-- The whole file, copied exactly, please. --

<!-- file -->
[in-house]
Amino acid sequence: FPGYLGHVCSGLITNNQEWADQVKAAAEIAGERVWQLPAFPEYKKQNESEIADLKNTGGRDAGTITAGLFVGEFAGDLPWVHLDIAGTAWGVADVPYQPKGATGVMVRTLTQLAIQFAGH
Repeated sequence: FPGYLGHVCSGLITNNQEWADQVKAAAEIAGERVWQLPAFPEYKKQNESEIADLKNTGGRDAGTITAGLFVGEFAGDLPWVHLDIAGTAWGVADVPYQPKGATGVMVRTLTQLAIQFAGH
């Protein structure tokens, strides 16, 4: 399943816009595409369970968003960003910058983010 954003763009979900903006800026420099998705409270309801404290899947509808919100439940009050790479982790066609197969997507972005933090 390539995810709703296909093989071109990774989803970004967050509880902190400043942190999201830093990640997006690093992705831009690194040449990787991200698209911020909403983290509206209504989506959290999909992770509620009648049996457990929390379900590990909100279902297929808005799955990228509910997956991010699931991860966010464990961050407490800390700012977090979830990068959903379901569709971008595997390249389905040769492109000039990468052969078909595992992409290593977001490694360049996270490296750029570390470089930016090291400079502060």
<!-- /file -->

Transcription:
[in-house]
Amino acid sequence: FPGYLGHVCSGLITNNQEWADQVKAAAEIAGERVWQLPAFPEYKKQNESEIADLKNTGGRDAGTITAGLFVGEFAGDLPWVHLDIAGTAWGVADVPYQPKGATGVMVRTLTQLAIQFAGH
Repeated sequence: FPGYLGHVCSGLITNNQEWADQVKAAAEIAGERVWQLPAFPEYKKQNESEIADLKNTGGRDAGTITAGLFVGEFAGDLPWVHLDIAGTAWGVADVPYQPKGATGVMVRTLTQLAIQFAGH
């Protein structure tokens, strides 16, 4: 399943816009595409369970968003960003910058983010 954003763009979900903006800026420099998705409270309801404290899947509808919100439940009050790479982790066609197969997507972005933090 390539995810709703296909093989071109990774989803970004967050509880902190400043942190999201830093990640997006690093992705831009690194040449990787991200698209911020909403983290509206209504989506959290999909992770509620009648049996457990929390379900590990909100279902297929808005799955990228509910997956991010699931991860966010464990961050407490800390700012977090979830990068959903379901569709971008595997390249389905040769492109000039990468052969078909595992992409290593977001490694360049996270490296750029570390470089930016090291400079502060």